Being the first listing on Google can get as many as 55 per cent of all people who search for that term clicking on your link.
Put simply, SEO works. It's simple, cost effective and delivers long-term efficiencies. You just need to make sure it works for you.
The world of SEO is becoming more and more sophisticated. In a game of cat and mouse, the engines strive to limit spam and deliver relevant results in return for a few keywords, while so-called black hat SEO consultants, those who use unethical practices to gain top results, look to exploit the system.
A simple, professional approach to SEO can bring thousands of qualified visitors to your site, boost your income and make a real impact on your bottom line. So where do you start?
The first thing you need to do is think about the journey your users take, from start to finish. At every stage of their journey, users enter different kinds of search query. These can be divided into three basic types.
The first is the navigational search: a query that includes your brand name, domain name or company name (for example: 'Sony Erikkson'). The second is the informational search, where the user enters highly generic phrases ('holiday in Spain'). Finally, the third type of search query is the transactional search: usually three-, four- or five-word phrases that exactly identify what a user wants.
Each type of search query is relevant at different parts of the user's journey, from initial research to shopping around and finally to selection and purchasing. The key to SEO success is to ensure you have visibility at each point of the user's journey, so understanding the sections of the journey is essential. Blindly optimising for a set of keywords you think is appropriate is a quick way to waste time and money. You really need to work smart to get the best from your efforts.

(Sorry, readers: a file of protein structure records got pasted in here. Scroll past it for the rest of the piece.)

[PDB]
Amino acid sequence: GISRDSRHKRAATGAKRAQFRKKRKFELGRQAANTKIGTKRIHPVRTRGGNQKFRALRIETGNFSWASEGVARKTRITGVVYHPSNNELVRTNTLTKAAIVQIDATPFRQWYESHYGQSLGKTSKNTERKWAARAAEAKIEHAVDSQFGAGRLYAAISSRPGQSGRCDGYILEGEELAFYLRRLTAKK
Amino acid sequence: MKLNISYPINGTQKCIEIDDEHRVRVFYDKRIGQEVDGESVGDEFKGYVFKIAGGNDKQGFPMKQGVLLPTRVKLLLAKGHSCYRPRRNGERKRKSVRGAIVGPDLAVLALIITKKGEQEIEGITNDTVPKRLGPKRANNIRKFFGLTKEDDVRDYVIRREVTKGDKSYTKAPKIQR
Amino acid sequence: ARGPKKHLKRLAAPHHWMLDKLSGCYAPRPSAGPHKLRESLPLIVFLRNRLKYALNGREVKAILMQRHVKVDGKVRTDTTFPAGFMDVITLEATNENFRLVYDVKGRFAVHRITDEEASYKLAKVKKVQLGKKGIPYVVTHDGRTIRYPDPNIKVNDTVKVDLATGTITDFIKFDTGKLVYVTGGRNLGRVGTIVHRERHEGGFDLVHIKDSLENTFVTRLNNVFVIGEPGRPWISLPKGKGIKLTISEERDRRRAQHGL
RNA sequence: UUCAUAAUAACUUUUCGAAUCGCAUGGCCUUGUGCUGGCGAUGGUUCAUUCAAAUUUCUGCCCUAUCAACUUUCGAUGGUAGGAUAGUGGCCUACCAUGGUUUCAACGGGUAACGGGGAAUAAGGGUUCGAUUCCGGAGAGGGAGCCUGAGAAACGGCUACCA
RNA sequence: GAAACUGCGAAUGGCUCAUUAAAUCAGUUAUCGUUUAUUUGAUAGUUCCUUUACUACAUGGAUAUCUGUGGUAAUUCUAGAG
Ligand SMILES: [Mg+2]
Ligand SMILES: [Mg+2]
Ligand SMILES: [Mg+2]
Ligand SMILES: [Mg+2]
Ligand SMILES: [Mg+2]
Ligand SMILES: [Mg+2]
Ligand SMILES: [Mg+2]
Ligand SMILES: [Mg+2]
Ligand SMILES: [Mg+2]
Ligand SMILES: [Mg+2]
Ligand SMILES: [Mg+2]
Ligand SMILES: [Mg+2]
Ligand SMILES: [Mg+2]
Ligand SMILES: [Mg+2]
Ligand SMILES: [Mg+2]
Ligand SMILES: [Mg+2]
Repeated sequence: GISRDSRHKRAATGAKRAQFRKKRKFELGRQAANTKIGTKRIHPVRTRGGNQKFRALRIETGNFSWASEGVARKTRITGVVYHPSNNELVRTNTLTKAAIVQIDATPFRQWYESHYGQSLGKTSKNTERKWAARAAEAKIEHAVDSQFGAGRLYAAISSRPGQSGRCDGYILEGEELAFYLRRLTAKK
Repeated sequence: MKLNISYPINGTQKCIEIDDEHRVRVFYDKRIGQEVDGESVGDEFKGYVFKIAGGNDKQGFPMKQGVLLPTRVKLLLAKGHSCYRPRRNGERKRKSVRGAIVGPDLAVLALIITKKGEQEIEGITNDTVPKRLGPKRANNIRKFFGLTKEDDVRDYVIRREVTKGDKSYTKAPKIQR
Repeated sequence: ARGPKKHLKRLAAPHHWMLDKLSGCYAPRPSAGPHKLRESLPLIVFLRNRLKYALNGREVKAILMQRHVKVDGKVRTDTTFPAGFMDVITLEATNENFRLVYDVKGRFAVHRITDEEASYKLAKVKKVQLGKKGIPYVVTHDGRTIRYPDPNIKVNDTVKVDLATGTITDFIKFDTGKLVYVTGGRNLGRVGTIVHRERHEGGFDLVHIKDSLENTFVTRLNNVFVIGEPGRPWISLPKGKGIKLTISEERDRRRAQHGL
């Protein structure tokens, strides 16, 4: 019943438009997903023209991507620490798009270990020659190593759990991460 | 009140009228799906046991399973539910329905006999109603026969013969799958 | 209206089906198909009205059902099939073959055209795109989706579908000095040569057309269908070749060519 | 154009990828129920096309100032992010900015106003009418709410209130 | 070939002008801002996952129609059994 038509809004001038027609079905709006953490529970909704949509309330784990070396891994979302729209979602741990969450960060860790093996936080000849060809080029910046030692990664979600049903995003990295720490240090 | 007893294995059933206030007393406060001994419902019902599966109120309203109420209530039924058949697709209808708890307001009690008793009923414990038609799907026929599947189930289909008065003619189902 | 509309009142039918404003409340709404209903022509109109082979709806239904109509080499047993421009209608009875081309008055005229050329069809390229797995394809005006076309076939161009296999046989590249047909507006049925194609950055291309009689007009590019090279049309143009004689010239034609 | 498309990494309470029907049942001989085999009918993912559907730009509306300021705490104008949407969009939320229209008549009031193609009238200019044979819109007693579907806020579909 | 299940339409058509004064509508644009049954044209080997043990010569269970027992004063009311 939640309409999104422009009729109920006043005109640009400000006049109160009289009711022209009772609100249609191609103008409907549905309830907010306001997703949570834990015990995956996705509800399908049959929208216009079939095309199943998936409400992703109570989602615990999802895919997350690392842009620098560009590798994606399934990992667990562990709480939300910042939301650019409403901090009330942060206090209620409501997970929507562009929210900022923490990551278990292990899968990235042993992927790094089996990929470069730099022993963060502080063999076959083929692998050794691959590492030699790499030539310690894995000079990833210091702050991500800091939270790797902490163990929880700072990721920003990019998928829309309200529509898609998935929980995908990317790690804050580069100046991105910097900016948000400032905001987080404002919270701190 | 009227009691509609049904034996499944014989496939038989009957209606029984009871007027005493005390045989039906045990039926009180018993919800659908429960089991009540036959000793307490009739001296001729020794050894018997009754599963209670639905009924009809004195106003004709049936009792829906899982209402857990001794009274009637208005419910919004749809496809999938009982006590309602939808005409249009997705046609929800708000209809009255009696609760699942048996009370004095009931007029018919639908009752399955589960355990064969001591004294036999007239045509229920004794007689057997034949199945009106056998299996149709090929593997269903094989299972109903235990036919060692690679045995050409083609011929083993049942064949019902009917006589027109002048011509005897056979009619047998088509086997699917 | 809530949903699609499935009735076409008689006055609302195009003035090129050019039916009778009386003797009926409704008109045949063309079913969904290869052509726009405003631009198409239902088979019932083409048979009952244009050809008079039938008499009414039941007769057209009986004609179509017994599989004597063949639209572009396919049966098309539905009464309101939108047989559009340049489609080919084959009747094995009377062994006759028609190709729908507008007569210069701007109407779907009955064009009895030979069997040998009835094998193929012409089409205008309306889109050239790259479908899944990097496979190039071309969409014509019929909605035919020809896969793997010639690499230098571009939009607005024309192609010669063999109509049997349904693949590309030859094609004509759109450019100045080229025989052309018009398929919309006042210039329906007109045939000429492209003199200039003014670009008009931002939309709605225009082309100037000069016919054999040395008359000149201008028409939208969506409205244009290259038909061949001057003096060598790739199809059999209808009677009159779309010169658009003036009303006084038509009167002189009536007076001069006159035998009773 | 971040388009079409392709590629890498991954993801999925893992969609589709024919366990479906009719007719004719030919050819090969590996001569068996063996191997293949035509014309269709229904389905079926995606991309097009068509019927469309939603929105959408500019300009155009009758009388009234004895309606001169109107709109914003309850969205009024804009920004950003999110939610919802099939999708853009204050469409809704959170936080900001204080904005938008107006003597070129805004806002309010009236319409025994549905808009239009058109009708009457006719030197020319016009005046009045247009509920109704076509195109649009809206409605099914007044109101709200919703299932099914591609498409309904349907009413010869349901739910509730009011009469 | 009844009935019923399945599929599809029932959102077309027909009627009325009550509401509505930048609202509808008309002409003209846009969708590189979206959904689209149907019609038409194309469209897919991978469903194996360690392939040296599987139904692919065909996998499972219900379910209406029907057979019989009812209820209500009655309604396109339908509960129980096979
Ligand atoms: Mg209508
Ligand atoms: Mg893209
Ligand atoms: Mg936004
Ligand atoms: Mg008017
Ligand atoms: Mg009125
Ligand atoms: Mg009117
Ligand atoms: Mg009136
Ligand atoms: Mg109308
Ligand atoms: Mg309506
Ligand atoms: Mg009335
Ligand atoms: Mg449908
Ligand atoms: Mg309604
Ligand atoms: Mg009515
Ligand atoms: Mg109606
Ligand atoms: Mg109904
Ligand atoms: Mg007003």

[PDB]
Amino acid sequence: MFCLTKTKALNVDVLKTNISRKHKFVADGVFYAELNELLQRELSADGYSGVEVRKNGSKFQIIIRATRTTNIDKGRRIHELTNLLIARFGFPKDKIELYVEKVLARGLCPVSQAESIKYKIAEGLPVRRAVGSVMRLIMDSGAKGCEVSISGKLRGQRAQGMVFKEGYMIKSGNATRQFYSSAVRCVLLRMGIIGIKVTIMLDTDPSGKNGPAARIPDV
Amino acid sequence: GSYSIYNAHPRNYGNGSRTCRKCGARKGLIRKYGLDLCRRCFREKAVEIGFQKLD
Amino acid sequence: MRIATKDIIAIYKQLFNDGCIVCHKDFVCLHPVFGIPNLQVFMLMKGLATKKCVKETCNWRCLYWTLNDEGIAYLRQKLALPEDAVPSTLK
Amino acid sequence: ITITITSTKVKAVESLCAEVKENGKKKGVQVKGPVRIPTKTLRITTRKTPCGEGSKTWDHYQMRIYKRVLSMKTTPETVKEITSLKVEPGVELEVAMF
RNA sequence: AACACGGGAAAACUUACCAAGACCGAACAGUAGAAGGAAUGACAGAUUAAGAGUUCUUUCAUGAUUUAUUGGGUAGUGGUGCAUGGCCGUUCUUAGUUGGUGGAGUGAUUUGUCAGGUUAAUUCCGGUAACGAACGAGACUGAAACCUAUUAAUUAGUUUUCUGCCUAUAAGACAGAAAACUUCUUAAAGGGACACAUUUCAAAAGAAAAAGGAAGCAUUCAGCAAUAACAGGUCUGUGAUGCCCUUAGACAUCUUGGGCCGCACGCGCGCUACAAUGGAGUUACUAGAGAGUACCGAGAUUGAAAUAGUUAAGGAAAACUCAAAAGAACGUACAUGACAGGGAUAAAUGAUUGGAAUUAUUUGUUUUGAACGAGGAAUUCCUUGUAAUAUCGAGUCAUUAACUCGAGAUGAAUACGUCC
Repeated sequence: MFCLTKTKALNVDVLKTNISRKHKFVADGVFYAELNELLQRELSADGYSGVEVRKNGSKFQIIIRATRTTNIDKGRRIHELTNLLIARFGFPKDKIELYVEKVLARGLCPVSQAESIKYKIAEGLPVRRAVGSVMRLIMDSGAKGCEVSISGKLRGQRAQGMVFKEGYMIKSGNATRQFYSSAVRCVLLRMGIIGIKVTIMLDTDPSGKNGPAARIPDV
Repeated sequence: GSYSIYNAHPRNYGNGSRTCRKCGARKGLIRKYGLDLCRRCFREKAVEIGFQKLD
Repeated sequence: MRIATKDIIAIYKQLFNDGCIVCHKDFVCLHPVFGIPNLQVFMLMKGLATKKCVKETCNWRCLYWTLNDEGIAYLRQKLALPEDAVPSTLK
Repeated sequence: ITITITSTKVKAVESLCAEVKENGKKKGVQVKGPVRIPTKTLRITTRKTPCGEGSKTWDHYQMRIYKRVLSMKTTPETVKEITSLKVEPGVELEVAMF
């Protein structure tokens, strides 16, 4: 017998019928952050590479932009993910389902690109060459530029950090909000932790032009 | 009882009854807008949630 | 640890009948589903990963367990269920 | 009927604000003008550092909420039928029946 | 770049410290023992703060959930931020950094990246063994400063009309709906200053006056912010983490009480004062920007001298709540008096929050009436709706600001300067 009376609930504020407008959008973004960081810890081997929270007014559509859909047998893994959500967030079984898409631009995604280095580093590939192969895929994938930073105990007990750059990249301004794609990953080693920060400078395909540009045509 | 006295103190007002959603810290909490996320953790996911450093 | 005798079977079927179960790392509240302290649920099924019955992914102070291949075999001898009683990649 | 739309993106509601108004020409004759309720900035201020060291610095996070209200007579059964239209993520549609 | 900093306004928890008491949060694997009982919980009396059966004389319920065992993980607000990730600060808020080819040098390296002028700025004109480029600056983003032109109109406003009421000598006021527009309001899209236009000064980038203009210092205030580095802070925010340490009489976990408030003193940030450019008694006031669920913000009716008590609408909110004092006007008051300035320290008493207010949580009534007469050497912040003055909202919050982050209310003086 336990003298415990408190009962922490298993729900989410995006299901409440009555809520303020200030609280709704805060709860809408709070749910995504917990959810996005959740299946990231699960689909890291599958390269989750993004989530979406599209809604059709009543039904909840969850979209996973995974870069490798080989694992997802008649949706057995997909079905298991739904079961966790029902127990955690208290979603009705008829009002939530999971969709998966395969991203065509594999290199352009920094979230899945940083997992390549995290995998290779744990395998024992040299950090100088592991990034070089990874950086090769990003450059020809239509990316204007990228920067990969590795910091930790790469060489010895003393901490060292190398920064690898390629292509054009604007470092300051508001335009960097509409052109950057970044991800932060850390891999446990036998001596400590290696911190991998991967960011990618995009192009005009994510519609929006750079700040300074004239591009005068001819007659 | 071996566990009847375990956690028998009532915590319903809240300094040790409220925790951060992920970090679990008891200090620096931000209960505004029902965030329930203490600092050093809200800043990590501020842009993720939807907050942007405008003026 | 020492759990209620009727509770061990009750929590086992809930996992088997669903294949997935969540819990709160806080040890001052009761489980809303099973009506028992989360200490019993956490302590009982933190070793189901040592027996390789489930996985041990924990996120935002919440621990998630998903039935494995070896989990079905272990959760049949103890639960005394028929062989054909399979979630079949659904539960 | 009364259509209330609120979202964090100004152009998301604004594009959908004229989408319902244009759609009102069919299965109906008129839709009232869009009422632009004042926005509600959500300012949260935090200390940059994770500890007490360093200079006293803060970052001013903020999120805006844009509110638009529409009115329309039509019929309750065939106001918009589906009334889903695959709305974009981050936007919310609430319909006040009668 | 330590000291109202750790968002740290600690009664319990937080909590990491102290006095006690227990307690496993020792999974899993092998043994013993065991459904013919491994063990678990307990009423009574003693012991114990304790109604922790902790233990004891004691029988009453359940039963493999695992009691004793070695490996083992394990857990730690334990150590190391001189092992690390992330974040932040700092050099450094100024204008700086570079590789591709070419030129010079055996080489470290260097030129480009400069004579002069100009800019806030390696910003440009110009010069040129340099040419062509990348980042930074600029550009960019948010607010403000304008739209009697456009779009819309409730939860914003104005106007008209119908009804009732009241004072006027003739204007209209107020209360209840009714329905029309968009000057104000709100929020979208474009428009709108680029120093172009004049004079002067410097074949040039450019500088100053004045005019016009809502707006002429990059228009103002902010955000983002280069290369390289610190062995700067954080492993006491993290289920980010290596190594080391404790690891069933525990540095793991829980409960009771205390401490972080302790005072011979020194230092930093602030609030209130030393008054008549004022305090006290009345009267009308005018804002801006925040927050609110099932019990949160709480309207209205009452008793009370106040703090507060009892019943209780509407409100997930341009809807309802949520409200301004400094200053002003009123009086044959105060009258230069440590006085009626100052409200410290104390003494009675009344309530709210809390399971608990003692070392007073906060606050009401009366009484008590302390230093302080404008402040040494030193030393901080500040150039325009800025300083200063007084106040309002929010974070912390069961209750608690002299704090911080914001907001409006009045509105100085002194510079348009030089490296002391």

Think about the user journey for your site and select keywords that ensure you have a presence at every stage. Just because users who buy from you do a navigational search right before they purchase doesn't mean you should undervalue the influence other keywords have in the journey.
For example, let's say you sell handbags and you see everyone who buys arrives at point of purchase using your company name. However, the journey may have started weeks earlier, probably with an informational search.
Once you're happy with your keywords and overall content in the light of a user's journey, you need to start thinking about getting your site indexed by the big search engines. The chances are you won't have as many pages indexed as you think, but thankfully the rules are fairly simple.
First, you need to make sure they're able to crawl your pages. Search engine spiders favour a few simple things:
• Clean XHTML or HTML code
• An absence of inline CSS styles: put them in an external CSS file instead
• Non-dynamic URL paths
The most troublesome of these four is the dynamic URL paths. Many shopping carts and content management systems use dynamic URL paths such as domain.com/=3888&colour=56.
All the current search spiders prefer URL paths that are static, so this could be changed to domain.com/ product-3888/colour-56. If you want to be extra SEO-friendly you could use URL paths such as domain.com/go-karts/red (see .net magazine's mod.rewrite tutorial at www.netmag.co.uk/files/mod.pdf).
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